Down From The Mountain
Author: Elizabeth Fixmer
Release Date: March 1st, 2015
Publisher: Albert Whitmen Teen
Rating: 4.5 Stars
Eva just wants to be a good disciple of the Righteous Path. She grew up knowing that she and her mother are among the chosen few to be saved from Armageddon. Lately, though, being saved feels awfully treacherous. Ever since they moved to the compound in Colorado, their food supplies have dwindled even while their leader, Ezekial, has stockpiled weapons. The only money comes from the jewelry Eva makes and sells down in Boulder--a purpose she'll serve until she becomes one of Ezekial's wives.
But a college student named Trevor and the other "heathens" she meets on her trips beyond the compound are different from what she's been led to believe. Now Eva doesn’t know which is more dangerous-trusting Trevor of being forced to marry Ezekiel.
There has been an influx of religious cult novels in the young adult genre over the past year. You’d think with the topic, there wouldn’t be much of a difference between them, but I have enjoyed each one more than the last. Down From The Mountain is no exception, in fact I expect this one will always stand on it’s own in my mind.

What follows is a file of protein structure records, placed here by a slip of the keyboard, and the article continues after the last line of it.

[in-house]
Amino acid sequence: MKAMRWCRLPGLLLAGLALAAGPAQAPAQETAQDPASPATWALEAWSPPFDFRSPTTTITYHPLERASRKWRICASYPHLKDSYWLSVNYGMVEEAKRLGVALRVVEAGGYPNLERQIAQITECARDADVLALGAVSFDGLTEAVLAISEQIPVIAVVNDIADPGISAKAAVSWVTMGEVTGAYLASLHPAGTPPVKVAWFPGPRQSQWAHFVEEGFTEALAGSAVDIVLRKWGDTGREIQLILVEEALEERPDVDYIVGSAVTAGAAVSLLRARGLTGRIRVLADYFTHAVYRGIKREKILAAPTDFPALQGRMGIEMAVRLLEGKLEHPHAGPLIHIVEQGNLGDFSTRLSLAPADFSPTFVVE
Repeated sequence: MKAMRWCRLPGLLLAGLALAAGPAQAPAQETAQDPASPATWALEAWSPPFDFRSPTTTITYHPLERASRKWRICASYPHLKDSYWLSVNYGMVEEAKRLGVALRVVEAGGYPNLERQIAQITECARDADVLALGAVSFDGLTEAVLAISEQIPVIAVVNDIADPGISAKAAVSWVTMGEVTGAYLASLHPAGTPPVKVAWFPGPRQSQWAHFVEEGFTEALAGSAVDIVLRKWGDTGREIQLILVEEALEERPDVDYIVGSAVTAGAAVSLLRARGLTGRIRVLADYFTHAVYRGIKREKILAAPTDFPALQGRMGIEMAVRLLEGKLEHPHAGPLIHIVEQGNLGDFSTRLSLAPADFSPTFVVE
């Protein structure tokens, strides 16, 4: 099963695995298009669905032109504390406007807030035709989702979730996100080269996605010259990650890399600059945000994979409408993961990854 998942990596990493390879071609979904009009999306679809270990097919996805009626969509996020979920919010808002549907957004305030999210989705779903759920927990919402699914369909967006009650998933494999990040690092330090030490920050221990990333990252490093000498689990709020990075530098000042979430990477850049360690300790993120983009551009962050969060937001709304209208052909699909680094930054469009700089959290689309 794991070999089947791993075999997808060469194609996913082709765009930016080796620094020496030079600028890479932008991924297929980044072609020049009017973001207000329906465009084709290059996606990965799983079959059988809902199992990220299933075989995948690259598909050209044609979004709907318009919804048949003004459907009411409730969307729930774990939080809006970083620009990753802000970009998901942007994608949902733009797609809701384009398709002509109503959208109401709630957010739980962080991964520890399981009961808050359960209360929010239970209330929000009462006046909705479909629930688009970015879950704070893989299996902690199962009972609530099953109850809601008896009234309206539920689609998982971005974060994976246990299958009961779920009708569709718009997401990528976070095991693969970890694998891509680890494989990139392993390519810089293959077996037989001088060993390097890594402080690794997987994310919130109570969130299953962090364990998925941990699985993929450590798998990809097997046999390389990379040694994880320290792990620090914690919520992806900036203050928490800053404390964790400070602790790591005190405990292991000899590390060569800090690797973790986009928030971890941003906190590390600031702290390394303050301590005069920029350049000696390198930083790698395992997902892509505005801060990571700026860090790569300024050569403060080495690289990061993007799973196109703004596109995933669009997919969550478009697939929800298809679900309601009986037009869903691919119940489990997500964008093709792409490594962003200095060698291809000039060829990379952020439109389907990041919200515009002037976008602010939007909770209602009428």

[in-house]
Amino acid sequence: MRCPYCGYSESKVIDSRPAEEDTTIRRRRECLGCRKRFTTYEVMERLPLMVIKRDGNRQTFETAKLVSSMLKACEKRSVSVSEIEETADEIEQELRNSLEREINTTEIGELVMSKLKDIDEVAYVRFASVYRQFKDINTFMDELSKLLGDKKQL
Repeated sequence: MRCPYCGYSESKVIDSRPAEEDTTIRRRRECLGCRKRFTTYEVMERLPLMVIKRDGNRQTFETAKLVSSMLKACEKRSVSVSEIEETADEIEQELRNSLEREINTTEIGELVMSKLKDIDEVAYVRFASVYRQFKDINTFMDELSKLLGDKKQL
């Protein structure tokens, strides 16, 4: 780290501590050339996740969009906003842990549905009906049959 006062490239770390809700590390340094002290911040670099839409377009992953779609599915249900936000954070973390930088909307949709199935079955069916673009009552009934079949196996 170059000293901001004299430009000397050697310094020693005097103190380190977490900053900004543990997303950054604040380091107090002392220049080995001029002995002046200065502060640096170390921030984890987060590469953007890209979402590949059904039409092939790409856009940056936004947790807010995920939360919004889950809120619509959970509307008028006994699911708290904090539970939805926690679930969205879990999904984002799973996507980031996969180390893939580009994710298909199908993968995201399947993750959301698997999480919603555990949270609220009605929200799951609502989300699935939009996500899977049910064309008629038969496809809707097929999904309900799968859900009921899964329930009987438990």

I have a fixation for things that are real. Don’t get me wrong, I very much enjoy living in a fantasy world as well, but for me there is something much more interesting and often time far more terrifying, when I know what’s on the pages is also out in the world.
We meet The Righteous Path right as all hell (no pun intended…okay, maybe a little) is about to break lose for them. The appearance of a potential intruder on their meager camp sends leader Ezekiel into a manic frenzy, sacrificing the health of those he is supposedly to protect, to use money for guns. Ezekiel uses the excuse that God wants them to fast, to make up for them severe lack of food, yet over abundance of guns that have arrived.
Fifteen year-old Eva may have grown up sheltered, but she’s whip smart. She devours every school book she can, and desperately misses The Lion, The Witch and The Wardrobe which Ezekiel, along with all other works of fiction, has banned from the compound. Anything that takes the focus and adoration off the so-called prophet seems to disappear rather quickly from The Righteous Path.
What I found most fascinating about this particular religious cult novel, is that it parallels The Lion, The Witch and The Wardrobe and it’s often referenced. One might find something like this a little bothersome, but each time it happened, no matter how well I know the C.S. Lewis story, I am shocked to see it laid out as Elizabeth Fixmer weaves them together in her own remarkable way.
Eva pushes forward, always looking, always watching. She is, in my opinion, the perfect heroine for this story and I adored watching her grow and become the solid force to be reckoned with, as she fights to protect her pregnant mother and the other’s on the compound. With Aslan as her counter point, how could she not.